LA Phil Isn’t Rattled by Earthquake

LA PhilIt was a concert musicians and patrons likely won’t forget for a while. Charles Dutoit and the Los Angeles Philharmonic were six minutes into Ravel’s Daphnis and Chloé on the evening of March 28 when a 5.1-magnitude earthquake rumbled under downtown Los Angeles, jolting the ten year old Walt Disney Concert Hall. Dutoit and the orchestra continued to play through the minute-long event.

Last Friday, the Los Angeles Philharmonic released this amazing audio along with a marketing message reflecting the strong institutional pride of the organization.

If that short, “drop the needle” sample inspired you to hear more, here is a recording of Charles Dutoit and the Montreal Symphony playing Daphnis and Chloé. Maurice Ravel’s colorful, glistening ballet suite is one of the most significant pieces of the twentieth century.

The Concert Hall as a Civic Icon

Image-Disney Concert Hall by Carol Highsmith edit

[quote]“Music is liquid architecture; Architecture is frozen music.” -Wolfgang von Goethe[/quote]

[typography font=”Cantarell” size=”28″ size_format=”px”]A Living Room for the City[/typography]

This month marks the tenth anniversary of the opening of Walt Disney Concert Hall, the gleaming, iconic home of the Los Angeles Philharmonic, designed by Frank Gehry. The hall is more than a monument to a world class orchestra in the middle of a world class city. It’s a reminder that, like sports, music is a public, collective activity. It brings us together. In a city which hasn’t always been known for its great public spaces, Gehry wanted to create “a living room for the city.” He blurs the lines between architecture and sculpture, showing that buildings can curve, swoop and catch the changing light in exciting new ways. Disney Hall’s soaring “sails” are clad in sleek, shimmering titanium. Gehry used the same material for his Guggenheim Museum in Bilbao, Spain. Inside, the audience surrounds the orchestra, creating a feeling of intimacy. Disney Hall captures the unique spirit of a maturing Los Angeles and conveys the message that symphonic music is essential, dynamic, democratic and anything but stuffy.

Frank Gehry talks with LA Phil CEO Deborah Borda here:

The Los Angeles Philharmonic celebrates the history and impact of Disney Hall here. To get the perspective of musicians in the orchestra read this interview. Also read this article from the Los Angeles Times and a story from NPR. Take a virtual tour here and learn more about the design from Frank Gehry.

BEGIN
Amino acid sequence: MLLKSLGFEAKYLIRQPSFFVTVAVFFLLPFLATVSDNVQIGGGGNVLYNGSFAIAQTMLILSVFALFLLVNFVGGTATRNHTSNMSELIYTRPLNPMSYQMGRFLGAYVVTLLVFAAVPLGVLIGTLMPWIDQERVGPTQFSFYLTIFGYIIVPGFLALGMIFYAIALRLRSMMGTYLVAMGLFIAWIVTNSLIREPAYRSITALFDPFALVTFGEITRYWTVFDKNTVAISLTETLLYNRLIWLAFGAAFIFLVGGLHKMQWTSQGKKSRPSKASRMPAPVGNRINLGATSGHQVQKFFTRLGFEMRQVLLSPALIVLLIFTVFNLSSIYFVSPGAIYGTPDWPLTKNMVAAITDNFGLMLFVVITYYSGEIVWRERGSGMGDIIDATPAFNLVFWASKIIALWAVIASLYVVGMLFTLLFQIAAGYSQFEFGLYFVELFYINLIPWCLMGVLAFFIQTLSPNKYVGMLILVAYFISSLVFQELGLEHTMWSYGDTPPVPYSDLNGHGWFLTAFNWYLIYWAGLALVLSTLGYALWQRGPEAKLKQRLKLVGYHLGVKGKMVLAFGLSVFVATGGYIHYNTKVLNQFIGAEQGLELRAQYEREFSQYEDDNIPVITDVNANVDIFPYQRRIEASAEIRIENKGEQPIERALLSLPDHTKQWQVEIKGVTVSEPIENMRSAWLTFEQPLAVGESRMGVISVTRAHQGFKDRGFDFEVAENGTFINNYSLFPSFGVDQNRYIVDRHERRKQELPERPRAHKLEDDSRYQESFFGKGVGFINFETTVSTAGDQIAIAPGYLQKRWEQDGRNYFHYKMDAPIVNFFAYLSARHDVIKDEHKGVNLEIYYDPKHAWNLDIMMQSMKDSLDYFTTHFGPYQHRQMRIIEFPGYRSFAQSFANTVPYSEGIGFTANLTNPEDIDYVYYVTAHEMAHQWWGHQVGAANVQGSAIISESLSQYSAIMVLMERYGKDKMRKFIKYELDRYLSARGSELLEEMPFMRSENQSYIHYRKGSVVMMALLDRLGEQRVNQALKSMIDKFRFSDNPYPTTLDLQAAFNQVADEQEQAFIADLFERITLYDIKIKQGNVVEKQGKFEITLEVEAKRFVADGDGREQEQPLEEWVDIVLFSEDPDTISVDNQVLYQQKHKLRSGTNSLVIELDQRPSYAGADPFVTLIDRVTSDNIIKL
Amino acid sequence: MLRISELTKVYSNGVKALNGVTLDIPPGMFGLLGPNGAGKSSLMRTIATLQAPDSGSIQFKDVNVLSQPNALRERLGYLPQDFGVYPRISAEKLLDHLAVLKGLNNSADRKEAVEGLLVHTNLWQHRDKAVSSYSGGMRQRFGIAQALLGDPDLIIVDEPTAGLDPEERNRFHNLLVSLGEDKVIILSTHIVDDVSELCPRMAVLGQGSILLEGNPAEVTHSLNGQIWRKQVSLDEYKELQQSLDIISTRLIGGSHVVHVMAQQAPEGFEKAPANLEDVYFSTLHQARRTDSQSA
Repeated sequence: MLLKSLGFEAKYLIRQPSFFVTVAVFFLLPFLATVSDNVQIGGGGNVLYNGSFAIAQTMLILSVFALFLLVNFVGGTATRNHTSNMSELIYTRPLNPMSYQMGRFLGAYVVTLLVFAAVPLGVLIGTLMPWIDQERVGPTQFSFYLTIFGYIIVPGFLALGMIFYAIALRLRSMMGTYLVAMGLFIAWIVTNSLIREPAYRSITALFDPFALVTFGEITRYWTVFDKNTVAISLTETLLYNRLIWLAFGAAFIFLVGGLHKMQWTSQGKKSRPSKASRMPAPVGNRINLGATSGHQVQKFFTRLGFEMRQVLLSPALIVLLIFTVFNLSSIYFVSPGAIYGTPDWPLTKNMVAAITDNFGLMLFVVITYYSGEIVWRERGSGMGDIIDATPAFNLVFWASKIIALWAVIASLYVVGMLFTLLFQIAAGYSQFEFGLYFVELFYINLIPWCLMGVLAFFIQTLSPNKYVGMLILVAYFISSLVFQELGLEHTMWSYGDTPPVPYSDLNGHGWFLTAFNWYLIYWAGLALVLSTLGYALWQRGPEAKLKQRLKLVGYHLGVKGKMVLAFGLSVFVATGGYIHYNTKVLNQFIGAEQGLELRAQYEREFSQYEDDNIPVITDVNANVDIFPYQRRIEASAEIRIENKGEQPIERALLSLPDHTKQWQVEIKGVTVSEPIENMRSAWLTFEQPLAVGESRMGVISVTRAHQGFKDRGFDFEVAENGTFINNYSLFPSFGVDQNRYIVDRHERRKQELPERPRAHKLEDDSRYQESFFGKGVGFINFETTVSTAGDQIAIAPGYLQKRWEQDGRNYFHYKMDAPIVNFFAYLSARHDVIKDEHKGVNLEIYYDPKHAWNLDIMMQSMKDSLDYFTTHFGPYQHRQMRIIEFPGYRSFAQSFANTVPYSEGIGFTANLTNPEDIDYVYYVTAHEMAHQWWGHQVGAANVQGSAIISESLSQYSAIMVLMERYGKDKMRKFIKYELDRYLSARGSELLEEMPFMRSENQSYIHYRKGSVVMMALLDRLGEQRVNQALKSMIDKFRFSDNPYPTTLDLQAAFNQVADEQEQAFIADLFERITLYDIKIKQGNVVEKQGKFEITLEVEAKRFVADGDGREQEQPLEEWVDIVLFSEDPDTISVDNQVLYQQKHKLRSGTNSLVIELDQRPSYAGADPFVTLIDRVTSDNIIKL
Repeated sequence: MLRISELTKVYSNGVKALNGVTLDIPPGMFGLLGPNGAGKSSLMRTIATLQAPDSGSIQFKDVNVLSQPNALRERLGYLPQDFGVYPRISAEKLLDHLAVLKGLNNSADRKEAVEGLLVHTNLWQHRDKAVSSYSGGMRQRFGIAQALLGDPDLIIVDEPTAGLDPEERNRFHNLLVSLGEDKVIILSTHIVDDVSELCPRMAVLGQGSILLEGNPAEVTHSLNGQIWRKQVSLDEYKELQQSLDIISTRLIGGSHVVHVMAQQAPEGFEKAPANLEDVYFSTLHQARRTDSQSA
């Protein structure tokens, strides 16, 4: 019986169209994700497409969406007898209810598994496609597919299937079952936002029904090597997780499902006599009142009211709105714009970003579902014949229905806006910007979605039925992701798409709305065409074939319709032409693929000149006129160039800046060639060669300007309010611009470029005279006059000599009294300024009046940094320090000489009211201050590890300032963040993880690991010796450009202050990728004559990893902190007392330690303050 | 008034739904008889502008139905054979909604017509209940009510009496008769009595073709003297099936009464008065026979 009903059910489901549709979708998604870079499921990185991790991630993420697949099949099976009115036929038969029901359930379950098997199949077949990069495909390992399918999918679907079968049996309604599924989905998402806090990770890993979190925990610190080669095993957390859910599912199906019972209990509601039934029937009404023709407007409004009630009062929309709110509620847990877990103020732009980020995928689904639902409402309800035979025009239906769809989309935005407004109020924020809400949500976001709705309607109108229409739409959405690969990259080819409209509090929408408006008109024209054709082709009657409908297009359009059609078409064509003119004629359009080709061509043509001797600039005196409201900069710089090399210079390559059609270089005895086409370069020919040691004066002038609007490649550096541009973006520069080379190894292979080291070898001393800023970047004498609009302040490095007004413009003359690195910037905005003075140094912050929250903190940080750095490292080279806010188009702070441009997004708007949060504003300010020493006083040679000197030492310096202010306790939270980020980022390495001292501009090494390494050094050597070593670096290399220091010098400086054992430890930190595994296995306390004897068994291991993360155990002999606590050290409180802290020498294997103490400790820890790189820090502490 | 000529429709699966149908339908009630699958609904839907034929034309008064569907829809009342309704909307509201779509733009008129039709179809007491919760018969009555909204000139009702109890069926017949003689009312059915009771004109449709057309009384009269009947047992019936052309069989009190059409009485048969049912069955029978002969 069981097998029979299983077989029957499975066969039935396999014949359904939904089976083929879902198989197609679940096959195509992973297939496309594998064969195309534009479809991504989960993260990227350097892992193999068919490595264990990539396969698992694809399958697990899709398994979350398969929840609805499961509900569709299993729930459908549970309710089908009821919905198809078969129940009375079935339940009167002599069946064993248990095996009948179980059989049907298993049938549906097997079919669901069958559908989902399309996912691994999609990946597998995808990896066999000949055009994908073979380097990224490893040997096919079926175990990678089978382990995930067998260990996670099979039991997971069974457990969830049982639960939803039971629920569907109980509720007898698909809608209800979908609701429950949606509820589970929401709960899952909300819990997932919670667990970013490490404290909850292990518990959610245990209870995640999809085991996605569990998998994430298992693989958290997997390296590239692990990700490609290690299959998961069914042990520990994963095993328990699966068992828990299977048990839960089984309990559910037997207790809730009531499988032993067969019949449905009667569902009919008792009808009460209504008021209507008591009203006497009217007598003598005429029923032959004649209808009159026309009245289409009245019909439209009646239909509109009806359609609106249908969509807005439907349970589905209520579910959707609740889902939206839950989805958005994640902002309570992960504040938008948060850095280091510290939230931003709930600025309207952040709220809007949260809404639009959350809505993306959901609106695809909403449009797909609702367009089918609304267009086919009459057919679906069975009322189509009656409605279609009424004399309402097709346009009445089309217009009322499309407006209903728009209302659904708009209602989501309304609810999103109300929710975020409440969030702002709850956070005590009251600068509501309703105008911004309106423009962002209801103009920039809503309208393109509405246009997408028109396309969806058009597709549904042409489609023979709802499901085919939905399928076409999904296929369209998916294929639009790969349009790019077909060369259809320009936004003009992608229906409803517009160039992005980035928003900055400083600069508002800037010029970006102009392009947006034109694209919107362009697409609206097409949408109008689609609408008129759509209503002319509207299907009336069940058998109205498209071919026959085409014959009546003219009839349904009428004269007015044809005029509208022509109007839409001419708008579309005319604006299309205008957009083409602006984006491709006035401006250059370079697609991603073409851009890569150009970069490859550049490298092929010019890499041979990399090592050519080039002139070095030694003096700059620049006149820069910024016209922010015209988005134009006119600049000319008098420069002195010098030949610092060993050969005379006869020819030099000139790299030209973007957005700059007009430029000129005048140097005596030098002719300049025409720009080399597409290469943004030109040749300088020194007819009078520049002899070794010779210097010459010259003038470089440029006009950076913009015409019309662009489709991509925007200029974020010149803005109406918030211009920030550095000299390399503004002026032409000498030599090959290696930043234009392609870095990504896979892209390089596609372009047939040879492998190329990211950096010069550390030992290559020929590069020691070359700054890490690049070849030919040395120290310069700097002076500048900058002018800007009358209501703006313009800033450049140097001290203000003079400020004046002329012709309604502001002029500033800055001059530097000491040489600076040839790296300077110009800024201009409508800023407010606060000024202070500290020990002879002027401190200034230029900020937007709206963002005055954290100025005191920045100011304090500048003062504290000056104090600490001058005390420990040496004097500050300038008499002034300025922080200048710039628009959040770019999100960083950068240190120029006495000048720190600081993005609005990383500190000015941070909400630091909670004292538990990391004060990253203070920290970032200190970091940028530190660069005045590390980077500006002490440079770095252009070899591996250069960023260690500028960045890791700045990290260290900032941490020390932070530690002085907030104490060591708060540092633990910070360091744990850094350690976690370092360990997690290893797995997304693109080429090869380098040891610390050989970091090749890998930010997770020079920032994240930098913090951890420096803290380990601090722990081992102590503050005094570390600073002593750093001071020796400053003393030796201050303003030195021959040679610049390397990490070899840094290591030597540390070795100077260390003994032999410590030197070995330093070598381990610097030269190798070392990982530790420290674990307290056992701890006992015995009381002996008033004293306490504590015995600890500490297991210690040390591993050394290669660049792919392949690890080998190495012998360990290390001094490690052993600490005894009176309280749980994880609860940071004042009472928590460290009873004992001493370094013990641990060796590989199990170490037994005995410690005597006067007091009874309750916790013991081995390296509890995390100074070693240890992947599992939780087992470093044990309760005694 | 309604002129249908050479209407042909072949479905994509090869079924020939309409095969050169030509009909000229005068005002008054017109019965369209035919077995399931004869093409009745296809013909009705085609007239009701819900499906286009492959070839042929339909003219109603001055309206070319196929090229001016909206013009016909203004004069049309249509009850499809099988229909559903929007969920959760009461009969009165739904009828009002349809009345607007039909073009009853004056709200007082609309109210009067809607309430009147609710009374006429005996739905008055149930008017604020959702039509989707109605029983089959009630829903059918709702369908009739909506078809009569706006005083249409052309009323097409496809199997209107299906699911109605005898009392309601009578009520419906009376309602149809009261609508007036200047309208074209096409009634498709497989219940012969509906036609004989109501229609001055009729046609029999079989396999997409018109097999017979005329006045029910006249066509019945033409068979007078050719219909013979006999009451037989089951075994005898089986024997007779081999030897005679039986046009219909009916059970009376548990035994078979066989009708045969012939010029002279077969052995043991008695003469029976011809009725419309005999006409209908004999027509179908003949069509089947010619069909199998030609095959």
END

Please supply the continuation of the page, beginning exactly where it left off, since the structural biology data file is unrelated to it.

For a live concert in Disney Hall, here is the final movement of Mahler’s Symphony No. 1 with the Los Angeles Philharmonic and Gustavo Dudamel:

[typography font=”Cantarell” size=”28″ size_format=”px”]Kansas City’s Kauffman Center[/typography]

Kauffman Center for Performing Arts

Disney Hall isn’t the only architecturally daring concert hall to be built in recent years. The Kansas City Symphony got a new home when the Kauffman Center for the Performing Arts opened in 2011. Situated on a prominent mound on the edge of downtown Kansas City, the building was designed by architect, Moshe Safdie. He talks about the building in this interview with the PBS Newshour:

[typography font=”Cantarell” size=”28″ size_format=”px”]What Makes a Concert Hall Great?[/typography]
In the end, the most important aspect of any concert hall is how it sounds. An acoustically good space allows the audience to hear each musical voice clearly, whether high or low. Patrons should be able to sit anywhere in the hall without encountering “dead” spots. It’s also important for musicians on stage to be able to hear each other clearly. A concert hall can change the way an orchestra plays. Musicians always listen to the sound as it reverberates and “play the hall” as if it’s another instrument. This video will give you an idea of how acoustic engineers were able to shape the sound of the Kauffman Center. A period of adjustment and “tuning” of a concert hall takes place over time as engineers hear the orchestra. Watch the first rehearsal of the Kansas City Symphony in the new hall.

If you’re interested in learning more about concert hall acoustics, read Orchestral Acoustics 101: Vineyard vs. Shoebox and Orchestra vs. Hall by Christopher Blair.